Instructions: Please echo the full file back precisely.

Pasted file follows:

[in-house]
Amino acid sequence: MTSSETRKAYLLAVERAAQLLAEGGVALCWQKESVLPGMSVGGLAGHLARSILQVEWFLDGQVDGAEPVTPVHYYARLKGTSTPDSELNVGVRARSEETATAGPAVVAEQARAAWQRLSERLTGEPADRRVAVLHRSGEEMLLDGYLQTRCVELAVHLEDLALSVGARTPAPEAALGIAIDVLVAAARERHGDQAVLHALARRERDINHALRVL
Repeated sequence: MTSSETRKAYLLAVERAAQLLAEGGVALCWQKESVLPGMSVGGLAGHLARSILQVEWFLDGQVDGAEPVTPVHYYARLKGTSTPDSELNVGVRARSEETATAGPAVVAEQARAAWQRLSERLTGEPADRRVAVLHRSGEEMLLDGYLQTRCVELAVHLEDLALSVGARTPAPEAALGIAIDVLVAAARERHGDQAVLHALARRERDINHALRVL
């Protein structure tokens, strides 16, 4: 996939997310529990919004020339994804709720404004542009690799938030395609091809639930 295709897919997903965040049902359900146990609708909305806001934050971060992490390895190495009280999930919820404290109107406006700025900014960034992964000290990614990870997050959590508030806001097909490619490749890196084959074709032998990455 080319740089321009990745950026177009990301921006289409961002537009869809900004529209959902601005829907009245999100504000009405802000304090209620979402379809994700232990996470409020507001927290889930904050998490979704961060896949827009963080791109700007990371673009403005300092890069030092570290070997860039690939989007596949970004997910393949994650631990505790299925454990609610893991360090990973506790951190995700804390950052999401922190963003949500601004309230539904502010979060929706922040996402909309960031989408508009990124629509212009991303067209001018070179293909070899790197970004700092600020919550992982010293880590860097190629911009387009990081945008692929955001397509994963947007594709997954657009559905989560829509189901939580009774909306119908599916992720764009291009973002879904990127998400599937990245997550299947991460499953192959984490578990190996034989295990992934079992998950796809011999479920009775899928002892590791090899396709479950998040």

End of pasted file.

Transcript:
[in-house]
Amino acid sequence: MTSSETRKAYLLAVERAAQLLAEGGVALCWQKESVLPGMSVGGLAGHLARSILQVEWFLDGQVDGAEPVTPVHYYARLKGTSTPDSELNVGVRARSEETATAGPAVVAEQARAAWQRLSERLTGEPADRRVAVLHRSGEEMLLDGYLQTRCVELAVHLEDLALSVGARTPAPEAALGIAIDVLVAAARERHGDQAVLHALARRERDINHALRVL
Repeated sequence: MTSSETRKAYLLAVERAAQLLAEGGVALCWQKESVLPGMSVGGLAGHLARSILQVEWFLDGQVDGAEPVTPVHYYARLKGTSTPDSELNVGVRARSEETATAGPAVVAEQARAAWQRLSERLTGEPADRRVAVLHRSGEEMLLDGYLQTRCVELAVHLEDLALSVGARTPAPEAALGIAIDVLVAAARERHGDQAVLHALARRERDINHALRVL
């Protein structure tokens, strides 16, 4: 996939997310529990919004020339994804709720404004542009690799938030395609091809639930 295709897919997903965040049902359900146990609708909305806001934050971060992490390895190495009280999930919820404290109107406006700025900014960034992964000290990614990870997050959590508030806001097909490619490749890196084959074709032998990455 080319740089321009990745950026177009990301921006289409961002537009869809900004529209959902601005829907009245999100504000009405802000304090209620979402379809994700232990996470409020507001927290889930904050998490979704961060896949827009963080791109700007990371673009403005300092890069030092570290070997860039690939989007596949970004997910393949994650631990505790299925454990609610893991360090990973506790951190995700804390950052999401922190963003949500601004309230539904502010979060929706922040996402909309960031989408508009990124629509212009991303067209001018070179293909070899790197970004700092600020919550992982010293880590860097190629911009387009990081945008692929955001397509994963947007594709997954657009559905989560829509189901939580009774909306119908599916992720764009291009973002879904990127998400599937990245997550299947991460499953192959984490578990190996034989295990992934079992998950796809011999479920009775899928002892590791090899396709479950998040």